I struggled with this book as I found the subject matter upsetting and quite difficult to read. It is the story of Poppy and Serena’s relationship with Marcus, which begins when they are underage, develops into him dominating and abusing them, and results in him being killed. Poppy suspects Serena killed him, and Serena suspects Poppy killed him. Serena is found innocent of the murder but Poppy is found guilty, and after her release from prison she is determined to make Serena admit her own guilt and prove Poppy’s innocence.

It is a very gripping book, mainly I think because it seemed to be four stories in one; Serena as a young girl; Serena in present day; Poppy as a young girl; and Poppy in present day so I felt I was holding four stories in my head at the same time and it was difficult to resist reading just one more chapter in case that chapter gave more details of the storyline I’d just read about – a very clever way to write a book. It is also a gripping book as the reader is unsure who has done the murder or what exactly happened.

After finishing the book, however, I was left with many feelings of doubt as to the credibility of the storyline and how on earth two young girls could be investigated and one actually imprisoned for killing an adult who had abused them; I just really don’t think it would be as black and white as that. Firstly, why weren’t previous allegations of Marcus abusing young girls brought up either by his victims or their families or other teachers as a defence for Poppy and Serena? Secondly, surely Poppy and Serena’s underage status would have made the police suspect that it was much more likely that they were being manipulated by Marcus rather than them manipulating him as he had committed a crime in the first place by having a relationship with underage girls. Thirdly, why did the girls’ families not confirm their allegations that they were beaten by Marcus, as surely the families would have noticed broken bones, cut lips, etc, even if the girls had tried to explain them away at the time, also the hospitals would have had records of the girls’ injuries to back up their stories. These are just a few of the holes in the plot that niggled away at me while reading the book.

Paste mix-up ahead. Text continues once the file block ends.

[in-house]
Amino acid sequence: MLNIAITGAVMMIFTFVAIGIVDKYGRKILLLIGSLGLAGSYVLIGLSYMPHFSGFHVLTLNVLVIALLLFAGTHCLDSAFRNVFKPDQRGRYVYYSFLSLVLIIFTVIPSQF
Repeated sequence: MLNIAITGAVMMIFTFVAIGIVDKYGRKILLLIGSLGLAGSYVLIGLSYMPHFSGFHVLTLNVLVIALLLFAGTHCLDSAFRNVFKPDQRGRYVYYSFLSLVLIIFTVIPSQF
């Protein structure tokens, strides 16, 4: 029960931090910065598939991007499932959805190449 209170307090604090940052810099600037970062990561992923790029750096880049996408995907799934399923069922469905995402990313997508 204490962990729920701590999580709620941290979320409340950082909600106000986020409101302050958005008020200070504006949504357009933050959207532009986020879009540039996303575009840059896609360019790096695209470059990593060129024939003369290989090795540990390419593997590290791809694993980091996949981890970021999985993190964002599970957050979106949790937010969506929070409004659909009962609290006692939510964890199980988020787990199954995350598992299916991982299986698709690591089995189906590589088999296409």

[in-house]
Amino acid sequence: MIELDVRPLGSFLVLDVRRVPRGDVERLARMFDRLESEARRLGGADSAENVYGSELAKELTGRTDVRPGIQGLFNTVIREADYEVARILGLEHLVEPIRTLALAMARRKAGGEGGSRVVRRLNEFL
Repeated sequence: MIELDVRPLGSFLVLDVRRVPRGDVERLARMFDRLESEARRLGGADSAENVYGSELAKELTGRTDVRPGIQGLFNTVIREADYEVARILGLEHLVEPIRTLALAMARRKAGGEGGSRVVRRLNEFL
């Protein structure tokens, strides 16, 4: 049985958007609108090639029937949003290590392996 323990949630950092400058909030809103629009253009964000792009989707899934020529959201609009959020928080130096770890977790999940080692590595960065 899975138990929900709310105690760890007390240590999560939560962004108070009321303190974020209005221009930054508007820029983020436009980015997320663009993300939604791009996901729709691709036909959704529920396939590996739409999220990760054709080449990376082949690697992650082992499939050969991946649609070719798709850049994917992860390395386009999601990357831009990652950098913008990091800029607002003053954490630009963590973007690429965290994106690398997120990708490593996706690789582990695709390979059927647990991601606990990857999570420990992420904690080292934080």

I also found the ending and the discovery of Marcus’ murderer (which I won’t give away and spoil someone else’s read) as unnecessarily complicated and introducing yet another plotline that wasn’t needed as the story would have been gripping enough as it was.

I admire Koomson’s desire to highlight abuse like this and can see that writing a gripping fictional tale about such a subject does bring it to people’s attention in a way that campaigns may not, but I was disappointed in the quality and believability of the storyline, which is a shame as her other books I have read have been of extremely high quality.



The Ice Cream Girls (Paperback)

By (author): Dorothy Koomson

Paperback. Pub Date :2010-5-1 Pages: 470 Publisher:. Little brown As teenagers. Poppy Carlisle and Serena Gorringe were the onlywitnesses to a tragic event Amid heated public debate. the twoseemingly glamorous teens were dubbed The Ice Cream Girls by thepress . and were dealt with by the courts Years later. having ledvery different lives. Poppy is keen to set the record straightabout what really happened. while Serena wants no one in herpresent to find out about her past But some secrets will not stayburied -. and if theirs is revealed. everything will become a livinghell all over again ... Gripping. thought-provoking andheart-warming. The Ice Cream Girls will make you wonder if you canever truly know the people you love.
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